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Canada: Somali community joins politicians to hear and be heard

Friday, November 23, 2012
Jayme Poisson

Habiba Adan, with a force of conviction wrought by grief over her son's violent death, was instrumental in bringing together members of the struggling Somali community with provincial and city leaders to see what can be done about violence, unemployment and other major issues facing youth.

At the end of a day spent talking about some of the most intractable issues in this city, Laurel Broten, the province’s education and now newly minted children and youth minister, gave this message to Toronto’s Somali community:

“Today is just the beginning.”

The remarks came at the closing of a conference held to discuss issues affecting Somali-Canadians, particularly young men, six of whom have been shot dead in Toronto since June.

“We need to continue to have conversations; we need to look at working in partnership with our police, with our schools, with our community agencies, to respond to some of the issues that are specific to the community and tackle broader issues that have an impact on the Somali community, but there’s no doubt, have an impact on many communities,” Broten said in an interview with the Star.

About 200 people packed into a conference centre on Dixon Rd. on Thursday — a large contingent from the Somali community, as well as representatives from the Toronto District School Board, Toronto Police Chief Bill Blair and MPPs. City staff were also on hand.

Canadian-Somali hip hop artist K’Naan flew in, making a rallying call for action.

The conference, as the government labeled it, (though many in the community that asked for it called it a summit), was closed to media.

But attendees said Blair encouraged Somali youth to apply to be police officers, addressing concerns that there is only one Somali cop in the city. There were discussions on how the criminal justice system interacts with Somali youth, as well as the lack of employment opportunities. Currently, the unemployment rate for Somali-Canadians is above 20 per cent, the highest of any ethnic group.

“I’m really hopeful something will come,” said Habiba Adan, whose 26-year-old son, Warsame Ali, was shot to death in Jamestown in September. In the months before her son’s death, Adan had joined a group of women working to lobby politicians and decision-makers for systemic change in the midst of a mounting crisis.

After her son’s death, her resolve took on the force of the bullet that killed him.

She convinced then-youth minister Eric Hoskins, also on hand Wednesday, to call the meeting. She and the women of her group, Positive Change, have been showing up at politicians’ offices armed with whistles.

“We will blow the whistles until something has changed,” she said Wednesday.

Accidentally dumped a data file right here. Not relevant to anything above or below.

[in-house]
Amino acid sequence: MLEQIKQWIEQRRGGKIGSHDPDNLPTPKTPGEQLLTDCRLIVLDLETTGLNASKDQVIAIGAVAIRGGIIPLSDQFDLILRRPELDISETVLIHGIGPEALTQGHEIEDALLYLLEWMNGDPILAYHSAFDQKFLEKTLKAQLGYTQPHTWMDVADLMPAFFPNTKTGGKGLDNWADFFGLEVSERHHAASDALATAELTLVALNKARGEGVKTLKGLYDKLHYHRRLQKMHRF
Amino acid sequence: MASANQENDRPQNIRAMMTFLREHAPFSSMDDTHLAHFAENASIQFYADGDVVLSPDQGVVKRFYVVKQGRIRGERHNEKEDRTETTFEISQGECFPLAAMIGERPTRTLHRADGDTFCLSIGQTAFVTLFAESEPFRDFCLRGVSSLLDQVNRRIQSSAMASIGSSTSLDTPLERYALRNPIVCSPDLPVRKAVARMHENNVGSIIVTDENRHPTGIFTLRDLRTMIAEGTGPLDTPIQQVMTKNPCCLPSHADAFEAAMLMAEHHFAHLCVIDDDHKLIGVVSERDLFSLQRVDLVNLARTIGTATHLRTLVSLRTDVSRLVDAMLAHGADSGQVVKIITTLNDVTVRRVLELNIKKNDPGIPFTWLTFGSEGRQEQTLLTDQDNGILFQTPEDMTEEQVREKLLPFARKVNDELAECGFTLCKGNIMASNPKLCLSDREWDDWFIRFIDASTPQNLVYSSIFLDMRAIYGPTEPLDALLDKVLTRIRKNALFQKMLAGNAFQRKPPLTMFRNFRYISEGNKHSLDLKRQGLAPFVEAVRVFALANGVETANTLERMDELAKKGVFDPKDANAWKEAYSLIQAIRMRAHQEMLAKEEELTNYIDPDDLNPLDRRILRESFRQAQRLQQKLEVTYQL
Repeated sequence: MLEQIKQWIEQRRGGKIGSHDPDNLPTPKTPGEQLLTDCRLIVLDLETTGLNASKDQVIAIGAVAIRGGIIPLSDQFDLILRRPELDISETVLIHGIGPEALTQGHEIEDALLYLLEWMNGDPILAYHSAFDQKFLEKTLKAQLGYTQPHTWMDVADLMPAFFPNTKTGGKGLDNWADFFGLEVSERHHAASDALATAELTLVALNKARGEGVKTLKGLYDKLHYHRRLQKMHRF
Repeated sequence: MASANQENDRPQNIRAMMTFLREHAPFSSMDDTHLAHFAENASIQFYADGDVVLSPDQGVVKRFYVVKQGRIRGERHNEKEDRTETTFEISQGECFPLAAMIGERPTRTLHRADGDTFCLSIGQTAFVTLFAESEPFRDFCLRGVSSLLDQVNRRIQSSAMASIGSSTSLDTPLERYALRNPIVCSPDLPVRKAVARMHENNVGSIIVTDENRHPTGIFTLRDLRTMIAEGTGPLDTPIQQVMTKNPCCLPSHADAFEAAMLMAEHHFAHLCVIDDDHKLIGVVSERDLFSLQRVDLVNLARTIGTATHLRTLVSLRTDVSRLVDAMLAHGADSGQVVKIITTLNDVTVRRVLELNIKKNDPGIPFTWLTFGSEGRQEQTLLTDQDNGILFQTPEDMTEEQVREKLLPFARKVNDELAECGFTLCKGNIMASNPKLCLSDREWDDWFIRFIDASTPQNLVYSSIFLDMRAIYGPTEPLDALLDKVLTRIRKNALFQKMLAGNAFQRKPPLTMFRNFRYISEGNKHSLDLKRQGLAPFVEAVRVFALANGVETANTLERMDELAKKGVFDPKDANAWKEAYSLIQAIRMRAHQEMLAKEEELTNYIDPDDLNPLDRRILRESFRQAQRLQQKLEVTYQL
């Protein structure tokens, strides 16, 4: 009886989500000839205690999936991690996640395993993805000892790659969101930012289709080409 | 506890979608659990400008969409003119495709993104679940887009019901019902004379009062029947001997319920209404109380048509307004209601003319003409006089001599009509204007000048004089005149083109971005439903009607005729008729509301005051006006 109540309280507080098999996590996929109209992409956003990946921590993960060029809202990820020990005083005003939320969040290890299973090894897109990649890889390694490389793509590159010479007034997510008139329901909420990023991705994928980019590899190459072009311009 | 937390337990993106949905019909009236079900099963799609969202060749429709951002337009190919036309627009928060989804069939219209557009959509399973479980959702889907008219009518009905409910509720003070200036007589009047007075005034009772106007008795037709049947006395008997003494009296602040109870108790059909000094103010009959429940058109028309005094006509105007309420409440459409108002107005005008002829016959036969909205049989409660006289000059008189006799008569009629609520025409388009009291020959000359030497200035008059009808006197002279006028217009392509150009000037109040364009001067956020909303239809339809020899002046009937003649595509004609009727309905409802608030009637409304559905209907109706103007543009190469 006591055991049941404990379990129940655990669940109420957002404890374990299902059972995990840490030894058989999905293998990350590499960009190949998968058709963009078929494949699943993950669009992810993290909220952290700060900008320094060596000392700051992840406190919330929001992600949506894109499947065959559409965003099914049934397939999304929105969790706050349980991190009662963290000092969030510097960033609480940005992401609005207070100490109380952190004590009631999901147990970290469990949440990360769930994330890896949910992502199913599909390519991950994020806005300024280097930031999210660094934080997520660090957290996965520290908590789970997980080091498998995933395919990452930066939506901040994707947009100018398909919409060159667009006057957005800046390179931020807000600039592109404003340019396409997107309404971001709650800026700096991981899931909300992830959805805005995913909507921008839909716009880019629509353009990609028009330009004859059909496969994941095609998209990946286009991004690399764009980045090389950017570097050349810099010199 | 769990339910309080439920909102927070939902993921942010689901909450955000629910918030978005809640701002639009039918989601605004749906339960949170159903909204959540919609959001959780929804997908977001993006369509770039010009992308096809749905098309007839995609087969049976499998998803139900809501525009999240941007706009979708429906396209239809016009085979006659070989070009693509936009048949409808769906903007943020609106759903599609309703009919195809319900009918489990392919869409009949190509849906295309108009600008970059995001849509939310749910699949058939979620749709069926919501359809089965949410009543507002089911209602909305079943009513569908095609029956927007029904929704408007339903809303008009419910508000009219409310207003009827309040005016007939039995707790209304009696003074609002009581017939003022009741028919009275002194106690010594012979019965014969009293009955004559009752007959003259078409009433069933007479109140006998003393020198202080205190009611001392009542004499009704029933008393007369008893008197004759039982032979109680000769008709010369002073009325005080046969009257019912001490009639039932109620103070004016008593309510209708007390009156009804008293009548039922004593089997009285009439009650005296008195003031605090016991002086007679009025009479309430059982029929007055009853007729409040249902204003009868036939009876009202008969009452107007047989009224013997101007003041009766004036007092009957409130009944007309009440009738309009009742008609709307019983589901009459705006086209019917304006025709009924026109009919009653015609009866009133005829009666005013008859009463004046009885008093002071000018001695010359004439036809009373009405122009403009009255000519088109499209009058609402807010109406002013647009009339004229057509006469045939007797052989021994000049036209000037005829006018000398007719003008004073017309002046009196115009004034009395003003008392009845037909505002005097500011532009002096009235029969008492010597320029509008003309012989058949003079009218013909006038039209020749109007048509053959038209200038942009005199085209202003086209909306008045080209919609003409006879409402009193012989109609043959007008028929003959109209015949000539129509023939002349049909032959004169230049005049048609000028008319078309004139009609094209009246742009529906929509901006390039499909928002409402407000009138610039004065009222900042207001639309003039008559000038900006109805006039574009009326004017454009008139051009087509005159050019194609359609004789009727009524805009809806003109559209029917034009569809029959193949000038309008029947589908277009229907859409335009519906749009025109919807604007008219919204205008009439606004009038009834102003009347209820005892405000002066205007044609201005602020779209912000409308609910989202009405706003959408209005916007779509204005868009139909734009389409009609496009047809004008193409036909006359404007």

“Everyone has a role to play in this. Every level of government. Every generation in the community and the broader community and all of our community partners have a role to play so young Somali-Canadians have every opportunity ahead of them that we aspire for,” said Broten, adding that she plans to take away and analyze what was said Wednesday, then continue working with the community.

In the wake of this summer’s Danzig St. shootings, the province launched a $20 million Youth Action Plan aimed at addressing some of the root causes of youth violence. Highlighting some of its components, Broten noted the government’s commitment to family literacy centres and Tuesday’s announcement of dozens of new after-school programs. On Wednesday she was interested in discussing various ways in which the plan could be part of the solution for Somali youth, and youth across the city.

One issue unique to Toronto’s Somali community is education. Somali-Canadian kids — boys, in particular — are dropping out of high school at double the average rate.

On Tuesday, trustees with the Toronto District School Board voted to establish a task force aimed at addressing the issues faced by Somali students. Portuguese students, who also have high dropout rates, got a similar task force last year.

“We know that a number of Somali students are struggling to reach their full potential. Together with the community, we hope to engage our Somali students and work toward closing the achievement gap,” TDSB chair Chris Bolton said in a statement.

Positive Change member Faduma Mohamed, a passionate, no-nonsense woman, was buoyed by the atmosphere Wednesday, but added it was “a lot of talk of the same issues.

“We will see ... if the government now will take the recommendation of some of the people.”


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